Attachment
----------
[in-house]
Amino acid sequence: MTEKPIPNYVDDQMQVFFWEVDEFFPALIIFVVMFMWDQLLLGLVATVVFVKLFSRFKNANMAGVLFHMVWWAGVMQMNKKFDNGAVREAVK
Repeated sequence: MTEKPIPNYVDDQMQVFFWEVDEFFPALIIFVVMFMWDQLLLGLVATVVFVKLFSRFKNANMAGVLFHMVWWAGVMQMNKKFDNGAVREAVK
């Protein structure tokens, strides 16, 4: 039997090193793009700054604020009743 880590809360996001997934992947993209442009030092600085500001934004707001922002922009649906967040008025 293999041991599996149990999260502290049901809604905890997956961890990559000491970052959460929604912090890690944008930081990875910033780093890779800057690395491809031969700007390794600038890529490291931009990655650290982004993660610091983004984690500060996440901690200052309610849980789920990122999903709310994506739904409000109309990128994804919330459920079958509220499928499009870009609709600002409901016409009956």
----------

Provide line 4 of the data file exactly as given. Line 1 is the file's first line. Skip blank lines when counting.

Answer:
């Protein structure tokens, strides 16, 4: 039997090193793009700054604020009743 880590809360996001997934992947993209442009030092600085500001934004707001922002922009649906967040008025 293999041991599996149990999260502290049901809604905890997956961890990559000491970052959460929604912090890690944008930081990875910033780093890779800057690395491809031969700007390794600038890529490291931009990655650290982004993660610091983004984690500060996440901690200052309610849980789920990122999903709310994506739904409000109309990128994804919330459920079958509220499928499009870009609709600002409901016409009956």